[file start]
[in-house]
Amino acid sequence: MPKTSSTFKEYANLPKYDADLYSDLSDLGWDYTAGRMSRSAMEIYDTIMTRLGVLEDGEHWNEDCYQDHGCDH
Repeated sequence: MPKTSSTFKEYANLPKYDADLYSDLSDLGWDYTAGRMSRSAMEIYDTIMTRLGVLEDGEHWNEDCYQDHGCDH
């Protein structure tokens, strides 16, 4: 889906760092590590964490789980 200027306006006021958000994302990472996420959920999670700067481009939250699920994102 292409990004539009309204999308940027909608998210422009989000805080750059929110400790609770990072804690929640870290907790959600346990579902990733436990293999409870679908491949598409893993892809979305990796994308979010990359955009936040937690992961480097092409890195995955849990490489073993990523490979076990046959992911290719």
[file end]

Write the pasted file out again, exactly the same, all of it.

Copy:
[in-house]
Amino acid sequence: MPKTSSTFKEYANLPKYDADLYSDLSDLGWDYTAGRMSRSAMEIYDTIMTRLGVLEDGEHWNEDCYQDHGCDH
Repeated sequence: MPKTSSTFKEYANLPKYDADLYSDLSDLGWDYTAGRMSRSAMEIYDTIMTRLGVLEDGEHWNEDCYQDHGCDH
């Protein structure tokens, strides 16, 4: 889906760092590590964490789980 200027306006006021958000994302990472996420959920999670700067481009939250699920994102 292409990004539009309204999308940027909608998210422009989000805080750059929110400790609770990072804690929640870290907790959600346990579902990733436990293999409870679908491949598409893993892809979305990796994308979010990359955009936040937690992961480097092409890195995955849990490489073993990523490979076990046959992911290719």